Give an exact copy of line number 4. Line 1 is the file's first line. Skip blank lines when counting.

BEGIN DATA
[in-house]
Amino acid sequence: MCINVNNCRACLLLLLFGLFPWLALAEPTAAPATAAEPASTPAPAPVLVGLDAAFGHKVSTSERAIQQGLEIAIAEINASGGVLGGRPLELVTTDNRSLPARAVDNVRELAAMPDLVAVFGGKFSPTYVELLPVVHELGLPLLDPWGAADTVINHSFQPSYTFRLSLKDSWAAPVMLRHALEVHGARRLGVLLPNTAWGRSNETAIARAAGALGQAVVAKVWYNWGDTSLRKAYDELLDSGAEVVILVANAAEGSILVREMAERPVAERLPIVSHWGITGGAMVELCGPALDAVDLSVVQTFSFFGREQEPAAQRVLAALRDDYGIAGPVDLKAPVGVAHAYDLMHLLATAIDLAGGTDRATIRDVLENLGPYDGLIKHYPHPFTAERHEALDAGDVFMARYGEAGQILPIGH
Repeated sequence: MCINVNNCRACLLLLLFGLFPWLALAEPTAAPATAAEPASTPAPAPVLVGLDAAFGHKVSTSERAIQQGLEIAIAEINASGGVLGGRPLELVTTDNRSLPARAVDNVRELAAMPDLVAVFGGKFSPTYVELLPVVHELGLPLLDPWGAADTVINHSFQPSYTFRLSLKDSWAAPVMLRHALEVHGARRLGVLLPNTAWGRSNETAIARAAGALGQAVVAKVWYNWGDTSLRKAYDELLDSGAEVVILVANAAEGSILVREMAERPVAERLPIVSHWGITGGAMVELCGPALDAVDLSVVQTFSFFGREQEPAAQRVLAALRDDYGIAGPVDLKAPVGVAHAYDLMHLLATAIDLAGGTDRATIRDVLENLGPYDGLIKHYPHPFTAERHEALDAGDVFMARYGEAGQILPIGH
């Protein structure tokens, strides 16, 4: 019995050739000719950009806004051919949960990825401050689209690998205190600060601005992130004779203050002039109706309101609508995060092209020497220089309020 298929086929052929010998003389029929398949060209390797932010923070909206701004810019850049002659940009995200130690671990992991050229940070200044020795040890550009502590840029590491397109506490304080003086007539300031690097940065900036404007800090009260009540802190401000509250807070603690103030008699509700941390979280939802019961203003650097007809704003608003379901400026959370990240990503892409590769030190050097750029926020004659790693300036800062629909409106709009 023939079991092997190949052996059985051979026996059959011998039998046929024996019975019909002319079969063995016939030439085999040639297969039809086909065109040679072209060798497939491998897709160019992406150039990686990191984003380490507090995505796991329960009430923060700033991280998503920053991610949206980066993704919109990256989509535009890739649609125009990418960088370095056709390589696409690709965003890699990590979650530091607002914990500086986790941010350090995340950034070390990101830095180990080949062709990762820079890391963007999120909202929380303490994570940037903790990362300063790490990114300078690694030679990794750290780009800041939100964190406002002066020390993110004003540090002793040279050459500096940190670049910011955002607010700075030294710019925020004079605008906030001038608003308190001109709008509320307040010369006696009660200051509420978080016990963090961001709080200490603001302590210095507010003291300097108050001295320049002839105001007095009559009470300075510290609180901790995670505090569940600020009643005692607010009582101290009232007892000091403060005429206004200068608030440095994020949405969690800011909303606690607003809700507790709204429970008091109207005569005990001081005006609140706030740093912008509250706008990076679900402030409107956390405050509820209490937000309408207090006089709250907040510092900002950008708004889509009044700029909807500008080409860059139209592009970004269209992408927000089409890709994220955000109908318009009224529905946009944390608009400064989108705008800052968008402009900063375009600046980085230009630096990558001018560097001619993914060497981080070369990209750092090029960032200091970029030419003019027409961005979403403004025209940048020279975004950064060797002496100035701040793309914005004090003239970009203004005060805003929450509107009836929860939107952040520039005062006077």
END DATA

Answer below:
């Protein structure tokens, strides 16, 4: 019995050739000719950009806004051919949960990825401050689209690998205190600060601005992130004779203050002039109706309101609508995060092209020497220089309020 298929086929052929010998003389029929398949060209390797932010923070909206701004810019850049002659940009995200130690671990992991050229940070200044020795040890550009502590840029590491397109506490304080003086007539300031690097940065900036404007800090009260009540802190401000509250807070603690103030008699509700941390979280939802019961203003650097007809704003608003379901400026959370990240990503892409590769030190050097750029926020004659790693300036800062629909409106709009 023939079991092997190949052996059985051979026996059959011998039998046929024996019975019909002319079969063995016939030439085999040639297969039809086909065109040679072209060798497939491998897709160019992406150039990686990191984003380490507090995505796991329960009430923060700033991280998503920053991610949206980066993704919109990256989509535009890739649609125009990418960088370095056709390589696409690709965003890699990590979650530091607002914990500086986790941010350090995340950034070390990101830095180990080949062709990762820079890391963007999120909202929380303490994570940037903790990362300063790490990114300078690694030679990794750290780009800041939100964190406002002066020390993110004003540090002793040279050459500096940190670049910011955002607010700075030294710019925020004079605008906030001038608003308190001109709008509320307040010369006696009660200051509420978080016990963090961001709080200490603001302590210095507010003291300097108050001295320049002839105001007095009559009470300075510290609180901790995670505090569940600020009643005692607010009582101290009232007892000091403060005429206004200068608030440095994020949405969690800011909303606690607003809700507790709204429970008091109207005569005990001081005006609140706030740093912008509250706008990076679900402030409107956390405050509820209490937000309408207090006089709250907040510092900002950008708004889509009044700029909807500008080409860059139209592009970004269209992408927000089409890709994220955000109908318009009224529905946009944390608009400064989108705008800052968008402009900063375009600046980085230009630096990558001018560097001619993914060497981080070369990209750092090029960032200091970029030419003019027409961005979403403004025209940048020279975004950064060797002496100035701040793309914005004090003239970009203004005060805003929450509107009836929860939107952040520039005062006077």